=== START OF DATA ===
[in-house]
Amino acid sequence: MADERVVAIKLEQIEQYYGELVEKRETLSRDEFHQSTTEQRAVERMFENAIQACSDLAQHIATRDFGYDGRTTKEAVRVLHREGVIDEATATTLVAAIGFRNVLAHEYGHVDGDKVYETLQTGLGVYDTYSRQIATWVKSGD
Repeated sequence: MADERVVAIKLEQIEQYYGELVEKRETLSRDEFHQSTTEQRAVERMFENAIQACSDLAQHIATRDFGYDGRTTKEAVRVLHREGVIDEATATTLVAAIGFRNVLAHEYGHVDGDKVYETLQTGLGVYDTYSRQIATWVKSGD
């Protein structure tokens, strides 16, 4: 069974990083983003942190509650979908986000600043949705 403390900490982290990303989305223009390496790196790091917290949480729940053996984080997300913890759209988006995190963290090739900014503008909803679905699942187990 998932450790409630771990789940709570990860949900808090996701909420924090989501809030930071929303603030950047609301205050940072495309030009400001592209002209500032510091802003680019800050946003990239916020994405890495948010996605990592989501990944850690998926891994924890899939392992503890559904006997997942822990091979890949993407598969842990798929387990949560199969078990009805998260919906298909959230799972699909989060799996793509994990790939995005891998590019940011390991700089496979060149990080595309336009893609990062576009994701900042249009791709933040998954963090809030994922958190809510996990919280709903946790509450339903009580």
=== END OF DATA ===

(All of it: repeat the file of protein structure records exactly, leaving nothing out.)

[in-house]
Amino acid sequence: MADERVVAIKLEQIEQYYGELVEKRETLSRDEFHQSTTEQRAVERMFENAIQACSDLAQHIATRDFGYDGRTTKEAVRVLHREGVIDEATATTLVAAIGFRNVLAHEYGHVDGDKVYETLQTGLGVYDTYSRQIATWVKSGD
Repeated sequence: MADERVVAIKLEQIEQYYGELVEKRETLSRDEFHQSTTEQRAVERMFENAIQACSDLAQHIATRDFGYDGRTTKEAVRVLHREGVIDEATATTLVAAIGFRNVLAHEYGHVDGDKVYETLQTGLGVYDTYSRQIATWVKSGD
């Protein structure tokens, strides 16, 4: 069974990083983003942190509650979908986000600043949705 403390900490982290990303989305223009390496790196790091917290949480729940053996984080997300913890759209988006995190963290090739900014503008909803679905699942187990 998932450790409630771990789940709570990860949900808090996701909420924090989501809030930071929303603030950047609301205050940072495309030009400001592209002209500032510091802003680019800050946003990239916020994405890495948010996605990592989501990944850690998926891994924890899939392992503890559904006997997942822990091979890949993407598969842990798929387990949560199969078990009805998260919906298909959230799972699909989060799996793509994990790939995005891998590019940011390991700089496979060149990080595309336009893609990062576009994701900042249009791709933040998954963090809030994922958190809510996990919280709903946790509450339903009580």